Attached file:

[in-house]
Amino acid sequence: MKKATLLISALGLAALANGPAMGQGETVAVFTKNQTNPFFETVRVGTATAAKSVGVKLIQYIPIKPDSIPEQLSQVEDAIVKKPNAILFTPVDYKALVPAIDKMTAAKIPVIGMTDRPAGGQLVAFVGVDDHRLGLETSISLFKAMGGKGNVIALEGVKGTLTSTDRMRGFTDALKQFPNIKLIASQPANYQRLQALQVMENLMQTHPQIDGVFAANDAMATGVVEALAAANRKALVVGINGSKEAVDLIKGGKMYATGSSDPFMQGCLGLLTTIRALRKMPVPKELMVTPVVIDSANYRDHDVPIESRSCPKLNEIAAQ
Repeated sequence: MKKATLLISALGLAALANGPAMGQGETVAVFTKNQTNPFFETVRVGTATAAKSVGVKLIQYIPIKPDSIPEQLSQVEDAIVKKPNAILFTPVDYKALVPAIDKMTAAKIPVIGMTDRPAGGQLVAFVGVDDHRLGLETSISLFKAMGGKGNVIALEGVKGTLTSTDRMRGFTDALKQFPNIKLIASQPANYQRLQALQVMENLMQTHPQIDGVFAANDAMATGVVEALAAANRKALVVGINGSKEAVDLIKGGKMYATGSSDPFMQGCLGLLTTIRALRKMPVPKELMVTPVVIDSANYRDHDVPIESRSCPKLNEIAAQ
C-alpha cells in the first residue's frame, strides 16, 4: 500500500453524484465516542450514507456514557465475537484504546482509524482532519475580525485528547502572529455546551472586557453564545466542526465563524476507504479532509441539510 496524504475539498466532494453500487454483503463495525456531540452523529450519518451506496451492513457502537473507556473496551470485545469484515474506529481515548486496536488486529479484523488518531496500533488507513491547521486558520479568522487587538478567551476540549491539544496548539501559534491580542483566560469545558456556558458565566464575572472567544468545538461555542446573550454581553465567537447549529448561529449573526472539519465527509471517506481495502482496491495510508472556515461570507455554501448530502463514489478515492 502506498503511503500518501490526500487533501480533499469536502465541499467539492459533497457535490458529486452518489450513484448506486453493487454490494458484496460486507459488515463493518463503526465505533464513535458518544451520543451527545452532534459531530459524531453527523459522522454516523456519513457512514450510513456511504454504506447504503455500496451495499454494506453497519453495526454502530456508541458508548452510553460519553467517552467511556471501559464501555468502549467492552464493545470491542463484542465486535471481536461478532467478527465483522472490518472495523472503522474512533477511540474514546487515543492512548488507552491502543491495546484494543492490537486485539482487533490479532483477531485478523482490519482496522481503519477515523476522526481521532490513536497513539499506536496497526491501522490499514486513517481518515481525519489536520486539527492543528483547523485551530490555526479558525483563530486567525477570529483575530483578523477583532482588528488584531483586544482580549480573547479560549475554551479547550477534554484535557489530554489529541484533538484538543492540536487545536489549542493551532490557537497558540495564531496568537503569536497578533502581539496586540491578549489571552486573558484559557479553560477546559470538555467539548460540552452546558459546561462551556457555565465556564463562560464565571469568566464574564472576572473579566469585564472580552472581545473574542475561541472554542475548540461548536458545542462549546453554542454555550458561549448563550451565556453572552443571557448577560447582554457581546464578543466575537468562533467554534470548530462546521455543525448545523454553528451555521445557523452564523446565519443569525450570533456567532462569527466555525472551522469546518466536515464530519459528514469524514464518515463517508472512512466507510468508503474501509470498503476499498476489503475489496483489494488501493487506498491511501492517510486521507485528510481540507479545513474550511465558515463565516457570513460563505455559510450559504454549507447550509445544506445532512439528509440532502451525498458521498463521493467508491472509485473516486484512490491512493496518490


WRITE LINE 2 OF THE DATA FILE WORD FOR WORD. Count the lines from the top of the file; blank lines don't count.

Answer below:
Amino acid sequence: MKKATLLISALGLAALANGPAMGQGETVAVFTKNQTNPFFETVRVGTATAAKSVGVKLIQYIPIKPDSIPEQLSQVEDAIVKKPNAILFTPVDYKALVPAIDKMTAAKIPVIGMTDRPAGGQLVAFVGVDDHRLGLETSISLFKAMGGKGNVIALEGVKGTLTSTDRMRGFTDALKQFPNIKLIASQPANYQRLQALQVMENLMQTHPQIDGVFAANDAMATGVVEALAAANRKALVVGINGSKEAVDLIKGGKMYATGSSDPFMQGCLGLLTTIRALRKMPVPKELMVTPVVIDSANYRDHDVPIESRSCPKLNEIAAQ